HONG KONG -- The Chinese government branded a Vatican statement on China's policy of religious freedom as "very imprudent and ungrounded."
The Dec. 22 statement was Beijing's first official response to a strongly worded Vatican communique that criticized the Chinese government-controlled National Congress of Catholic Representatives early in December, reported the Asian church news agency UCA News.
On Dec. 17, the Vatican condemned the methods of convoking the assembly, saying it reflected "a repressive attitude with regard to the exercise of religious liberty, which it was hoped had been consigned to the past in present-day China." Forcing people to attend the congress represented a "grave violation" of people's human rights, particularly their freedom of conscience and religion, said the Vatican.
China's official Xinhua News Agency quoted a spokesperson of the State Administration for Religious Affairs as saying the Vatican misunderstood the current situation of the Chinese church and was trying to use religion to implement its political values. The official said the attempt would bring serious harm to the healthy development of the Chinese church.
The unnamed spokesperson stressed that the national congress did not touch on Catholic doctrine, did not violate the fundamentals of Catholic faith and did not need recognition of other countries or foreign organizations.
The Vatican had tried to prevent the congress from taking place through various means and threatened to punish the clergy who would take part, the spokesperson said. "Isn't it very clear that who treated religious belief with the strong hand and who forced the Catholics against their conscience?"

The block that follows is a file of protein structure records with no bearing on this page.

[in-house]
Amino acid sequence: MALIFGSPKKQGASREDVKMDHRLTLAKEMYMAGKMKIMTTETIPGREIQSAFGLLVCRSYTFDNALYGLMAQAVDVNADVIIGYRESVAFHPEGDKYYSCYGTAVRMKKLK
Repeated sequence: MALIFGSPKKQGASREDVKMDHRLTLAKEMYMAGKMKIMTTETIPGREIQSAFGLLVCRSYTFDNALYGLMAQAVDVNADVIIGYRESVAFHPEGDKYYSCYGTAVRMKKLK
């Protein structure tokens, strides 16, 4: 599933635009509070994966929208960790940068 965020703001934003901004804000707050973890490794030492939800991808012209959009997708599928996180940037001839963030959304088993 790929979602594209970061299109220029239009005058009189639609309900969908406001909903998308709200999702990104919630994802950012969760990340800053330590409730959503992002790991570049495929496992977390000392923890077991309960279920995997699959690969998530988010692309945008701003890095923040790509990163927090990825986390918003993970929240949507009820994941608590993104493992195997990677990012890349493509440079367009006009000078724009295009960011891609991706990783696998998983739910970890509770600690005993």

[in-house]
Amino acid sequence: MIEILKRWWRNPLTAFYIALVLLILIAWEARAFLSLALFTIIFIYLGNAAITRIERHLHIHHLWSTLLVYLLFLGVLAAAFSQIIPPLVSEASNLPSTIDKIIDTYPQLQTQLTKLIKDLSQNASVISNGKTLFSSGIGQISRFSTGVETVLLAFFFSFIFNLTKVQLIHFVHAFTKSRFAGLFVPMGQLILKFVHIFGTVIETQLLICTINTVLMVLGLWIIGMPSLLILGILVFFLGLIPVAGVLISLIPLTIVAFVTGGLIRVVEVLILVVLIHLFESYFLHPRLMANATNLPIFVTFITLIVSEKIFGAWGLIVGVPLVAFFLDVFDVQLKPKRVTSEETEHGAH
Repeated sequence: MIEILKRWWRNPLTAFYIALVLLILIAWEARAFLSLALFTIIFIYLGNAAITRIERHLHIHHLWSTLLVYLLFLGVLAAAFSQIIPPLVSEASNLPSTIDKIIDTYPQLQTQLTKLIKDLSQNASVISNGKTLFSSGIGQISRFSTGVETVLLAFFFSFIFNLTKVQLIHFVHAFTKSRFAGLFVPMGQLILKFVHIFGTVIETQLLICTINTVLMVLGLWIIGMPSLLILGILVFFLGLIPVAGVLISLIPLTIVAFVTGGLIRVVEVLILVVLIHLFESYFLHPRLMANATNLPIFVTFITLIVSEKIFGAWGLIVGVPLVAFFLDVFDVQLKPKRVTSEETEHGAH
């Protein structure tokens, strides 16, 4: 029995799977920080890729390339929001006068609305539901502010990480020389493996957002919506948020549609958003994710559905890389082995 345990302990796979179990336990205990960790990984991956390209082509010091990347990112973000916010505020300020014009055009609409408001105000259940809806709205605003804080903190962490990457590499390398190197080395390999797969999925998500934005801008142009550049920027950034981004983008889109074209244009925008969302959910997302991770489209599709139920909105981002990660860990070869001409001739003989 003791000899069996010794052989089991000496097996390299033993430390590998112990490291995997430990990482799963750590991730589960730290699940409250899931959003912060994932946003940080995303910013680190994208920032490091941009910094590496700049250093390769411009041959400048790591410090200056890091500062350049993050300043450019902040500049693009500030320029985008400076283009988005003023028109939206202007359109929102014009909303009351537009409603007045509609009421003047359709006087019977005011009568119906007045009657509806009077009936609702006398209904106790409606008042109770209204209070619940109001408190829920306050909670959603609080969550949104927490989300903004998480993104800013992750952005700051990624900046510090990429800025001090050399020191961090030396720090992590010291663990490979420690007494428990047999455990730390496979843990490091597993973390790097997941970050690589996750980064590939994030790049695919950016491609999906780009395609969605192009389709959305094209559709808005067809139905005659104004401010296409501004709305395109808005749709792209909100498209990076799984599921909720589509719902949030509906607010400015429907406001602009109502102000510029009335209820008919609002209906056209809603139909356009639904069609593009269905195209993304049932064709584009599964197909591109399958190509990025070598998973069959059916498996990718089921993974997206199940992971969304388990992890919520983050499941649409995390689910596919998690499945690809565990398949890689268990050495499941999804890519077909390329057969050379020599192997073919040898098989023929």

The new heads of the Chinese Catholic Patriotic Association and the Bishops' Conference of the Catholic Church in China -- the two groups responsible for the public life of the church in China -- were elected by overwhelming majority, reflecting the wishes and expectations of the congress participants, the spokesperson said.
The Vatican voiced particular concern over the election of new presidents of both organizations during the congress. Bishop Joseph Ma Yinglin of Kunming, who was ordained without papal approval in 2006, became president of the bishops' conference. The new president of the Chinese Catholic Patriotic Association is Bishop Yohan Fang Xinyao of Linyi, who was ordained in 1997 and is in communion with the pope.
The Vatican's condemnation of them was a "contempt" to the democratic wish of numerous Catholics and "extremely rude and disrespectful behavior," the government spokesperson said.
The Vatican offered no immediate response.